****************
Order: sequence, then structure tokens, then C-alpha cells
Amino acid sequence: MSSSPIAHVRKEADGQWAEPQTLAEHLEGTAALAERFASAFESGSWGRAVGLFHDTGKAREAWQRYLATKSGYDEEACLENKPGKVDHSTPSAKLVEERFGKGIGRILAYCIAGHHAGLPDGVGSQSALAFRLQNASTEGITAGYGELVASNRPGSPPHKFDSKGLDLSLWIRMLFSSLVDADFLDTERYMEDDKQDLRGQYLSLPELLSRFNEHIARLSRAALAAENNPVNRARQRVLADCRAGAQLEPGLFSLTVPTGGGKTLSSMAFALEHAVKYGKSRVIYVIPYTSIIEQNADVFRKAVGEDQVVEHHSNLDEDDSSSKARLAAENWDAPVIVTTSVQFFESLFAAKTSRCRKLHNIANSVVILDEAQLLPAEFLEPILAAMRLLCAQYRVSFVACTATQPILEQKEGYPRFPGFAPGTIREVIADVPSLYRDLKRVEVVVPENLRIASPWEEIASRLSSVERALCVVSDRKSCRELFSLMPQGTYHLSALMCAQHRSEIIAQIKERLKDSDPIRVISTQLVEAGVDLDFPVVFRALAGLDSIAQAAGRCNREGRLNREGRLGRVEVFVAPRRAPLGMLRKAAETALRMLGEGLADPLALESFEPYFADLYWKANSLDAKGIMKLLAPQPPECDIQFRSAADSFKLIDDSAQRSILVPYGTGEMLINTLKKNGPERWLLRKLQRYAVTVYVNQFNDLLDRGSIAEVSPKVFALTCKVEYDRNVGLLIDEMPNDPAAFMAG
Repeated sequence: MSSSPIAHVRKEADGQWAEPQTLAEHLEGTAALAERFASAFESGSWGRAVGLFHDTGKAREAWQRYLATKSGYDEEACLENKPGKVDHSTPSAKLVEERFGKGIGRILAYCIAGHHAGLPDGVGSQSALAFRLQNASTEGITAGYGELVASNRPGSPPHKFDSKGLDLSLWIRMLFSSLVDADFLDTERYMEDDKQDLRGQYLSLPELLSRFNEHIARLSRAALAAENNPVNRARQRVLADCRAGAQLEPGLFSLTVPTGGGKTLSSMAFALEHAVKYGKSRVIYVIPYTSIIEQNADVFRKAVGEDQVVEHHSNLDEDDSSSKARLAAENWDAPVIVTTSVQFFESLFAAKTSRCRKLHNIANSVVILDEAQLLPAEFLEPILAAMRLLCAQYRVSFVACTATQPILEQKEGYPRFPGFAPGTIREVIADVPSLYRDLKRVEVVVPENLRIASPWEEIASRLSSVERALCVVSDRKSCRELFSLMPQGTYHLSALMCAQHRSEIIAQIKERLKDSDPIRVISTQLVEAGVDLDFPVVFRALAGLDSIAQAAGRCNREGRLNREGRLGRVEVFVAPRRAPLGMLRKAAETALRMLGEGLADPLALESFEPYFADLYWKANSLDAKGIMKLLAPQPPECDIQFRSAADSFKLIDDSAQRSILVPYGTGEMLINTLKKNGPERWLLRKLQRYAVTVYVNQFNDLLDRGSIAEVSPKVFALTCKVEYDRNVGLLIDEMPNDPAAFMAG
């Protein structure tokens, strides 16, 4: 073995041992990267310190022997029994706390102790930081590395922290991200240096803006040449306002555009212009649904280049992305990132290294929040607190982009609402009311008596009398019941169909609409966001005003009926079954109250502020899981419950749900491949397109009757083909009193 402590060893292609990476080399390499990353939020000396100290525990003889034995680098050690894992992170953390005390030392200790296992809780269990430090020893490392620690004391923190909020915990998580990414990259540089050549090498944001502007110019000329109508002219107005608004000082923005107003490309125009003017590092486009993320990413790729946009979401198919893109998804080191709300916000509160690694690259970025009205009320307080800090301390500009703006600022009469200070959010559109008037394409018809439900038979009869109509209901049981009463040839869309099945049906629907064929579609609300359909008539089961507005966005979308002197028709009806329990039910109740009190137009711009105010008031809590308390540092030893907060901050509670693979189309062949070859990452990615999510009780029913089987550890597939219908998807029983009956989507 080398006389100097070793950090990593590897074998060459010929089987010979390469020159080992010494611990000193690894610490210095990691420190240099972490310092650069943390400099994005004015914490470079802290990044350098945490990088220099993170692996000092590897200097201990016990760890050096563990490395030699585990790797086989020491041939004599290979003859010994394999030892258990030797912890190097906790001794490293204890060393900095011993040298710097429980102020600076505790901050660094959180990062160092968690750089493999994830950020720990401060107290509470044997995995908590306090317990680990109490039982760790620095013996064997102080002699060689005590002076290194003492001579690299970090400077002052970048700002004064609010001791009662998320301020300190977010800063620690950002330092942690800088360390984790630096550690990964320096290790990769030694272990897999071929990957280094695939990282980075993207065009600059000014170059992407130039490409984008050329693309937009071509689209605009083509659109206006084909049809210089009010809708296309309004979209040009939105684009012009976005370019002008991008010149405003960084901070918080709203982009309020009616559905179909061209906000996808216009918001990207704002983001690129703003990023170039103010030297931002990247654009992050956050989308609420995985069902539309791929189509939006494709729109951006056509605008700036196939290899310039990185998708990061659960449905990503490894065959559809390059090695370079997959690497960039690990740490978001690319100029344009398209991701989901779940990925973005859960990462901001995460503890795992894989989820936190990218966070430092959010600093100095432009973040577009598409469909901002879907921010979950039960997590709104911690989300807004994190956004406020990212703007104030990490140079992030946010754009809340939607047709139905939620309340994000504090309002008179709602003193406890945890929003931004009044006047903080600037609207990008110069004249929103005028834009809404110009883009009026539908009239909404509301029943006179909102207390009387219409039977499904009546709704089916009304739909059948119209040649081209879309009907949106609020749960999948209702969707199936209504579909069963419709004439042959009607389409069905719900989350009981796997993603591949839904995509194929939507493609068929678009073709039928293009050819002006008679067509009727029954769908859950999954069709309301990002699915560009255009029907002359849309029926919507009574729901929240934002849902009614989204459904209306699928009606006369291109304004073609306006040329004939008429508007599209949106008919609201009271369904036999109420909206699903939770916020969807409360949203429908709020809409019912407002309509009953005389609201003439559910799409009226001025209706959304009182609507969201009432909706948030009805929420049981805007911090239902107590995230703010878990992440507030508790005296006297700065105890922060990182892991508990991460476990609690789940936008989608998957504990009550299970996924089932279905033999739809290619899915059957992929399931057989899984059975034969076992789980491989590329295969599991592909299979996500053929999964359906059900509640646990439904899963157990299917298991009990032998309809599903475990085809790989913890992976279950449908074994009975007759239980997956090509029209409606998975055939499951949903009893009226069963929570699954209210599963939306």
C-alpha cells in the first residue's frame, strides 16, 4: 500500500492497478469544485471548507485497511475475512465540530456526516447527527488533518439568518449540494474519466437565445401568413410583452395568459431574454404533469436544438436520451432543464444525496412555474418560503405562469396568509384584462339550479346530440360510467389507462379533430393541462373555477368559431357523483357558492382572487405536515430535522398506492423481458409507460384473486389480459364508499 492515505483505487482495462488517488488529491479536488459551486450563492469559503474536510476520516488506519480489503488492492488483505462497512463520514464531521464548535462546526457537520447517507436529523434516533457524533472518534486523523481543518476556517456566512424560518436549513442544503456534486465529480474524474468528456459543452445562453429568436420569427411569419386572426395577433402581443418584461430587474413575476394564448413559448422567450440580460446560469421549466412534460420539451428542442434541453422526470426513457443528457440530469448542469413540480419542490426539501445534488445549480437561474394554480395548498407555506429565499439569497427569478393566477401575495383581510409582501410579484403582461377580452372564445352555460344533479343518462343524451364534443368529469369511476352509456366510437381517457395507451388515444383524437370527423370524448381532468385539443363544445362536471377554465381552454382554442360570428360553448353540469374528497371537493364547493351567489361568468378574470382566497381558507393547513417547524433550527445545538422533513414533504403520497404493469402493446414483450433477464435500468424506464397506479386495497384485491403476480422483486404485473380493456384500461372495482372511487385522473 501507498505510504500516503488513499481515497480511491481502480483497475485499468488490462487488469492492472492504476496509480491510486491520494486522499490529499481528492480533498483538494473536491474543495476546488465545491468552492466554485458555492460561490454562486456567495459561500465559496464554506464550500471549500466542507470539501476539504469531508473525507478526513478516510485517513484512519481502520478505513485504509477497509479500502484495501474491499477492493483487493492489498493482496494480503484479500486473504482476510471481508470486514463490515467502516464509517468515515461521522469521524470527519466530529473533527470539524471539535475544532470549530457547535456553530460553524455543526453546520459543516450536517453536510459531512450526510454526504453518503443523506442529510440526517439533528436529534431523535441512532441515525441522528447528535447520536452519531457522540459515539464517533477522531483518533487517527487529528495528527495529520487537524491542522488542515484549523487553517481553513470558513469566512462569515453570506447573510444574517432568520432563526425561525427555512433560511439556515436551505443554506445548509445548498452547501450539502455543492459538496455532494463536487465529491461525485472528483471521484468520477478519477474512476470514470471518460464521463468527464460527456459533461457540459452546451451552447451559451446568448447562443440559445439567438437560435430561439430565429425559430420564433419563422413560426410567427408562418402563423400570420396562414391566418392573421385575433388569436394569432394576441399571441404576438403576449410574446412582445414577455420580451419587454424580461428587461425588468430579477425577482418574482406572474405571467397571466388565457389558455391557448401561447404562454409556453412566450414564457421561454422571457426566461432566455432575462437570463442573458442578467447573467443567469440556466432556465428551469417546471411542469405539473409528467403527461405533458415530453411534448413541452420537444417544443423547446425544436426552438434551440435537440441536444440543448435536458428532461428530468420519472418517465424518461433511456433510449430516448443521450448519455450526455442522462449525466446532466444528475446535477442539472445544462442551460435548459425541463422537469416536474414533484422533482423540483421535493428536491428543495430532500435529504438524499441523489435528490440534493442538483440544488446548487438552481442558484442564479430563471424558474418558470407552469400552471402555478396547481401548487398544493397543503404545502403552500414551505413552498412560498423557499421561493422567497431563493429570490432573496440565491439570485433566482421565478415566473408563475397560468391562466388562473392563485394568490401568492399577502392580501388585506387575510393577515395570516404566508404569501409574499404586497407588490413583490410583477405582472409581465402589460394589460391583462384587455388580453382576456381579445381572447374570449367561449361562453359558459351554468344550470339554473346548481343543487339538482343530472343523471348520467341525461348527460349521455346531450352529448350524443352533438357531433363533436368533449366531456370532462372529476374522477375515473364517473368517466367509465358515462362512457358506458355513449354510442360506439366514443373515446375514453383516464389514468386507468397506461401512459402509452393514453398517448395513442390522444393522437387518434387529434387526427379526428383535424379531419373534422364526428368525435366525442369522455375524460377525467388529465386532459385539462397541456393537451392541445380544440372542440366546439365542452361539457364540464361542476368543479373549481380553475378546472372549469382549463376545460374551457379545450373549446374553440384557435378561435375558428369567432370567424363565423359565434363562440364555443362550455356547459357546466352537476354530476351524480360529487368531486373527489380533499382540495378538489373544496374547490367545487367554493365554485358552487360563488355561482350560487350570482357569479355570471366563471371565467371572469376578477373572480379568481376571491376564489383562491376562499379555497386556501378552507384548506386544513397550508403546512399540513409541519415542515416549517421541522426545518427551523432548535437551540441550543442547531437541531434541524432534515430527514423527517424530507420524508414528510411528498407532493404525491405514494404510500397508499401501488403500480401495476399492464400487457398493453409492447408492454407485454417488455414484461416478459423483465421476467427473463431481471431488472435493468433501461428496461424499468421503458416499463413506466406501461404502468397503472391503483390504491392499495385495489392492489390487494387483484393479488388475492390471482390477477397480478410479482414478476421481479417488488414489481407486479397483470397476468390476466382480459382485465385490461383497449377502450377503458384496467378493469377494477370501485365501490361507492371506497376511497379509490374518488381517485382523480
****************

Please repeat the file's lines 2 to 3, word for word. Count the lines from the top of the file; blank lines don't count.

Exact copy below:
Amino acid sequence: MSSSPIAHVRKEADGQWAEPQTLAEHLEGTAALAERFASAFESGSWGRAVGLFHDTGKAREAWQRYLATKSGYDEEACLENKPGKVDHSTPSAKLVEERFGKGIGRILAYCIAGHHAGLPDGVGSQSALAFRLQNASTEGITAGYGELVASNRPGSPPHKFDSKGLDLSLWIRMLFSSLVDADFLDTERYMEDDKQDLRGQYLSLPELLSRFNEHIARLSRAALAAENNPVNRARQRVLADCRAGAQLEPGLFSLTVPTGGGKTLSSMAFALEHAVKYGKSRVIYVIPYTSIIEQNADVFRKAVGEDQVVEHHSNLDEDDSSSKARLAAENWDAPVIVTTSVQFFESLFAAKTSRCRKLHNIANSVVILDEAQLLPAEFLEPILAAMRLLCAQYRVSFVACTATQPILEQKEGYPRFPGFAPGTIREVIADVPSLYRDLKRVEVVVPENLRIASPWEEIASRLSSVERALCVVSDRKSCRELFSLMPQGTYHLSALMCAQHRSEIIAQIKERLKDSDPIRVISTQLVEAGVDLDFPVVFRALAGLDSIAQAAGRCNREGRLNREGRLGRVEVFVAPRRAPLGMLRKAAETALRMLGEGLADPLALESFEPYFADLYWKANSLDAKGIMKLLAPQPPECDIQFRSAADSFKLIDDSAQRSILVPYGTGEMLINTLKKNGPERWLLRKLQRYAVTVYVNQFNDLLDRGSIAEVSPKVFALTCKVEYDRNVGLLIDEMPNDPAAFMAG
Repeated sequence: MSSSPIAHVRKEADGQWAEPQTLAEHLEGTAALAERFASAFESGSWGRAVGLFHDTGKAREAWQRYLATKSGYDEEACLENKPGKVDHSTPSAKLVEERFGKGIGRILAYCIAGHHAGLPDGVGSQSALAFRLQNASTEGITAGYGELVASNRPGSPPHKFDSKGLDLSLWIRMLFSSLVDADFLDTERYMEDDKQDLRGQYLSLPELLSRFNEHIARLSRAALAAENNPVNRARQRVLADCRAGAQLEPGLFSLTVPTGGGKTLSSMAFALEHAVKYGKSRVIYVIPYTSIIEQNADVFRKAVGEDQVVEHHSNLDEDDSSSKARLAAENWDAPVIVTTSVQFFESLFAAKTSRCRKLHNIANSVVILDEAQLLPAEFLEPILAAMRLLCAQYRVSFVACTATQPILEQKEGYPRFPGFAPGTIREVIADVPSLYRDLKRVEVVVPENLRIASPWEEIASRLSSVERALCVVSDRKSCRELFSLMPQGTYHLSALMCAQHRSEIIAQIKERLKDSDPIRVISTQLVEAGVDLDFPVVFRALAGLDSIAQAAGRCNREGRLNREGRLGRVEVFVAPRRAPLGMLRKAAETALRMLGEGLADPLALESFEPYFADLYWKANSLDAKGIMKLLAPQPPECDIQFRSAADSFKLIDDSAQRSILVPYGTGEMLINTLKKNGPERWLLRKLQRYAVTVYVNQFNDLLDRGSIAEVSPKVFALTCKVEYDRNVGLLIDEMPNDPAAFMAG